Excerpts from Jim Conrad's
Naturalist Newsletter

Venus as the Morning Star on January 20, 2014, southwestern Texas, USA

from the January 26, 2014 Newsletter issued from the Frio Canyon Nature Education Center in the valley of the Dry Frio River in northern Uvalde County, southwestern Texas, on the southern border of the Edwards Plateau, USA

Each morning a little before dawn I run for half an hour along the little dead-end road in the valley. When I return the sky still is dark, but by the time I fix breakfast, tune in Public Radio's morning program and sit facing the wall-size window toward the east -- at about 6:30 -- the eastern horizon is turning pale, maybe with some color, silhouetting the trees outside my window and the hills across the valley. And, these days, there's a morning star, which you can see through my window as shown above.

There's not always a morning star. This one just began appearing at my special time about a week ago. Each morning as light comes on, it stands a little higher in the sky, and eventually it'll drift elsewhere. This one will be our morning star for most of 2014, however. It'll be at its brightest on the morning of February 11, displaying a magnitude of -4.6. It's at -4.5 now, on January 26, so it'll grow yet a little brighter during the next few mornings. Remember that with regard to the magnitude of bright objects in the sky, the brighter something is, the lower its number of magnitude.

Of course, our morning star isn't a star at all, but rather Venus, second planet from the Sun.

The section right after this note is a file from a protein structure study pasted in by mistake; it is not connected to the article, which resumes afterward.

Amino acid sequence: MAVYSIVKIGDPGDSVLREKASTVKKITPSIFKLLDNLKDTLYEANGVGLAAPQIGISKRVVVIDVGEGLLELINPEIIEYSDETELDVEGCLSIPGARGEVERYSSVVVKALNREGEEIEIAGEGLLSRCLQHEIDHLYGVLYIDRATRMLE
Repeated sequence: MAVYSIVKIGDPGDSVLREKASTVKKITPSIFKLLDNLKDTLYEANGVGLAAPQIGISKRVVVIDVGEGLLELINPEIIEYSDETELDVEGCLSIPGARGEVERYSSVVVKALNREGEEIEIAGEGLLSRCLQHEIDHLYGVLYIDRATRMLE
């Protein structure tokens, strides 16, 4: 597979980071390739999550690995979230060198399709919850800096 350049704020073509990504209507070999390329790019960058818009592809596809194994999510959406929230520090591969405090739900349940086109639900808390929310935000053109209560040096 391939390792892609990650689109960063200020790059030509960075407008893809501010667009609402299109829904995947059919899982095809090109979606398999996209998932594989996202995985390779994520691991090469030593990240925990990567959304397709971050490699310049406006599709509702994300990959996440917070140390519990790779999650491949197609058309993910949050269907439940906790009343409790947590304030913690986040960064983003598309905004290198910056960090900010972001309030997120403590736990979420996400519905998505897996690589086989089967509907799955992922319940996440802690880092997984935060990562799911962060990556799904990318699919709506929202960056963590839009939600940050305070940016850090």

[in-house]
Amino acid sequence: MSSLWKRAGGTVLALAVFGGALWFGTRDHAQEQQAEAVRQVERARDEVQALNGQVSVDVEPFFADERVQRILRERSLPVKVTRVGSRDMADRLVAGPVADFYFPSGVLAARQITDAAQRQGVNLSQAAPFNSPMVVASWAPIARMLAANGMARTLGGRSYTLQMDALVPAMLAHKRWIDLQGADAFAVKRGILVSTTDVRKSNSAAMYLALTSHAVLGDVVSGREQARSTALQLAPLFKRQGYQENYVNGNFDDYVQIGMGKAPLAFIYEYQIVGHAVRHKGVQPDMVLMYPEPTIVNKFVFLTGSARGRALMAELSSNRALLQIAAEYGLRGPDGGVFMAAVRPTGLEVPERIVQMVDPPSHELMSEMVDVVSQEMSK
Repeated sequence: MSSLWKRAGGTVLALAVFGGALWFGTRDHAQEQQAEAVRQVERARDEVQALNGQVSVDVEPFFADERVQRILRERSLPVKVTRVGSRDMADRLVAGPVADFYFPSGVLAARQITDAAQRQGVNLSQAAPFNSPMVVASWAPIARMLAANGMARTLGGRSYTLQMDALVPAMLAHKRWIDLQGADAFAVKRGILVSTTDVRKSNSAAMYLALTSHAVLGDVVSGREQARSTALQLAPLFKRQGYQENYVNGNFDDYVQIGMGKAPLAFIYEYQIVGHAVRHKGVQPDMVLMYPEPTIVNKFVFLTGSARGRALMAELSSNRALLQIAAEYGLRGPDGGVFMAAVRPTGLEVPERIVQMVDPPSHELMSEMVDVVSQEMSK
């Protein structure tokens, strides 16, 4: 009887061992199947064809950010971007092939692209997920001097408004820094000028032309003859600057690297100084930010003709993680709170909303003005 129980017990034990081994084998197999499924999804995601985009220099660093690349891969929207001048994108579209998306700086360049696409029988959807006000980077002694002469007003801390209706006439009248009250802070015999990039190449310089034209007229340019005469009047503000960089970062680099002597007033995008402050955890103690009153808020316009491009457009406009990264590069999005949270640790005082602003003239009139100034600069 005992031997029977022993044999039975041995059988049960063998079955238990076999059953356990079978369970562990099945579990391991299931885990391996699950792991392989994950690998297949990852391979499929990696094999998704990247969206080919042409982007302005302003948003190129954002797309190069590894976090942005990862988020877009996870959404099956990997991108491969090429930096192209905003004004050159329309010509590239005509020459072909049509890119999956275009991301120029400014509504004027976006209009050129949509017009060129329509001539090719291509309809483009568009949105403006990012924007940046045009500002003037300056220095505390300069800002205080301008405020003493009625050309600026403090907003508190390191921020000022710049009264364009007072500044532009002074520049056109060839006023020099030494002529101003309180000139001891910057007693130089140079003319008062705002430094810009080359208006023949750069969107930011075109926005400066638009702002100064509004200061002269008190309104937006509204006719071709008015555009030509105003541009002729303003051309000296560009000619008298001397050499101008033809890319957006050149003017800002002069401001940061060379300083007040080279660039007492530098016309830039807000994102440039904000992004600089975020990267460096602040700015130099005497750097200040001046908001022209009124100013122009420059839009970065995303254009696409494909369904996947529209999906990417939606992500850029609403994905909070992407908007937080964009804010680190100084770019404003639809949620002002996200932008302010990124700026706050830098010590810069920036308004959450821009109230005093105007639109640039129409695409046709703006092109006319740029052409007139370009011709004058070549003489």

Actually, this Sunday morning, January 26, Venus isn't the only astronomical entity orbiting the sun and occupying that patch of sky. A tiny bit south of Venus, if it were a bit brighter and the quarter Moon weren't bleaching the sky so, you might make out Pluto, glowing dimly with a magnitude of only 14.2. I was taught that Pluto was our Solar System's outermost planet, but in 2006 it was demoted from planet status to being only one of several large, icy bodies occupying the outer Solar System.

Unlike the large, bright planets of Jupiter and Saturn, you'll never see Venus on the opposite side of the sky from the Sun. Venus always remains near the Sun, whether as a morning star rising just before the Sun, or the evening star setting soon after the Sun, because Venus follows an orbit entirely within the Earth's larger orbit. In our morning sky, Venus will reach its maximum distance from the Sun in late March, then begin appearing nearer it each morning. Diagrams nicely showing how all this works can be studied at http://jeffreylhunt.wordpress.com/2013/11/27/venus-as-a-morning-star-2014/.